|Souce: National Archives|
Granted, Thanksgivings were commemorated for nearly 250 years before that and on that Thursday in '63 we were still emmeshed in a Civil War. But ... Lincoln's Proclamation on October 3, 1863 set aside the last Thursday in November as a day of "Thanksgiving and Praise to our beneficient Father who dwelleth in the Heavens". Prior to that, each state set when to observe the holiday. An editor from Godey's Lady Book had been lobbying presidents for almost 20 years for a national holiday and it was Lincoln who complied.
FDR would formally move the holiday up one week in 1939 in a attempt to spur Christmas sales. 1939 would end up with two Thanksgiving days as a result. If Lincoln would have set that day, Thanksgiving would have fallen on the Thursday he delivered the Gettysburg Address! Just thought that was interesting to note.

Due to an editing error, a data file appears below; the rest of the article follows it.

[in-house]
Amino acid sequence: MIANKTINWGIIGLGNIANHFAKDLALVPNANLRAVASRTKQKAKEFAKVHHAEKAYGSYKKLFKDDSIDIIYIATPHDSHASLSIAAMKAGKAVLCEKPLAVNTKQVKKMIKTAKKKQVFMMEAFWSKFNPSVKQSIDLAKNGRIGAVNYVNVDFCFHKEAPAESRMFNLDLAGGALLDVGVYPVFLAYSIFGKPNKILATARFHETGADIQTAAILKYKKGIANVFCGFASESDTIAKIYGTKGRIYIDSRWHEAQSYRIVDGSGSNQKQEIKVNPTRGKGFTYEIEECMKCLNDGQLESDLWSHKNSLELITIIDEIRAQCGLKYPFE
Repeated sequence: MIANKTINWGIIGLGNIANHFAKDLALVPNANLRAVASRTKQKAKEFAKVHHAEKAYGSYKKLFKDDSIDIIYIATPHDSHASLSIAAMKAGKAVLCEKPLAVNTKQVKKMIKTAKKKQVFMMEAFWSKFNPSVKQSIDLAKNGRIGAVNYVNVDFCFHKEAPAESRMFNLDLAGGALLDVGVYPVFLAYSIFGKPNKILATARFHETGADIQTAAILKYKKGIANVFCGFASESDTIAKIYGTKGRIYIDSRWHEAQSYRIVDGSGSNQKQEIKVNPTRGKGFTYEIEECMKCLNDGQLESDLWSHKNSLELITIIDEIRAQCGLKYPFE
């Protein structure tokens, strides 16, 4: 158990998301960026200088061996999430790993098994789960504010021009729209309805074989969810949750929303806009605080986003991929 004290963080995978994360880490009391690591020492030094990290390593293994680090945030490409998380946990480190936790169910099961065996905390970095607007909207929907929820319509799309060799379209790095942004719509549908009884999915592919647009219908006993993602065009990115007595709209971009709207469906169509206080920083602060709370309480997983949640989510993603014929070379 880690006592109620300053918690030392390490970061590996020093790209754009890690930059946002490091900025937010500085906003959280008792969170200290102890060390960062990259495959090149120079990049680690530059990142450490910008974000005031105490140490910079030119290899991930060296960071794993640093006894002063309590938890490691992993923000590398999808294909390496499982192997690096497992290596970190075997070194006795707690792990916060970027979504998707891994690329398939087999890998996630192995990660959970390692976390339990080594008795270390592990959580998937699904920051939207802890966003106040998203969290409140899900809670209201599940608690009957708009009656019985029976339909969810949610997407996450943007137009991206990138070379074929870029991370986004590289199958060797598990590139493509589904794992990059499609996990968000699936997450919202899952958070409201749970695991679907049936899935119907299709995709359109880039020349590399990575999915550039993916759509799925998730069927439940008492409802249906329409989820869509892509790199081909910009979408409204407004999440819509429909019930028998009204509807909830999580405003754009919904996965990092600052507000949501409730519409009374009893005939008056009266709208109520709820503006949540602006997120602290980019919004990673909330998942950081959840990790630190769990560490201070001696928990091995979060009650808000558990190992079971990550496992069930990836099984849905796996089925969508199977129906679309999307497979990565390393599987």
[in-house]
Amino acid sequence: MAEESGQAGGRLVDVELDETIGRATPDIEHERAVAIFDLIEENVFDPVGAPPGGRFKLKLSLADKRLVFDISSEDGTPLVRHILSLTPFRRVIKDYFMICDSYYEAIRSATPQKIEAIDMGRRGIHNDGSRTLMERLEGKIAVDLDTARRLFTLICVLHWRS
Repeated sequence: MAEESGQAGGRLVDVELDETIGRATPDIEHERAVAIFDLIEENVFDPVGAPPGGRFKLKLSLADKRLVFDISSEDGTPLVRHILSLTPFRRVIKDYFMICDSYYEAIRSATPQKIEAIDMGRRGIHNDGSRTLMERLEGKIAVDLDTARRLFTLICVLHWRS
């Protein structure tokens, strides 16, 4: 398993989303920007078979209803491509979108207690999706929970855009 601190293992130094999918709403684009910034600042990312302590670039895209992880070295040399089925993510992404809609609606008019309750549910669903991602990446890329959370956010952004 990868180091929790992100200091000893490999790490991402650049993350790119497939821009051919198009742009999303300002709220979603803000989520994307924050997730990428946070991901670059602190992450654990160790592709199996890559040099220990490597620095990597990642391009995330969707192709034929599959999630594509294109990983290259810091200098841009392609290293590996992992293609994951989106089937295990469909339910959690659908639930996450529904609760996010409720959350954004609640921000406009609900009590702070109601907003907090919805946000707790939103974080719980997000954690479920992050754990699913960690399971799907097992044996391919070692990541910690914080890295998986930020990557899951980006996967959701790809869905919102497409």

Above is the first page of Lincoln's proclamation, below, the final two pages. It is commonly accepted that Secretary of State Seward penned the proclamation for Lincoln's signature.
Note: the title is a little deceptive since the proclamation was issued on October 3 and Lincoln's invitation to speak at Gettysburg probably came later (the first Lincoln mentions his plans to attend the event at Gettysburg is October 30). Take it as a writer's perogotive...but it got you to read the blog, didn't it?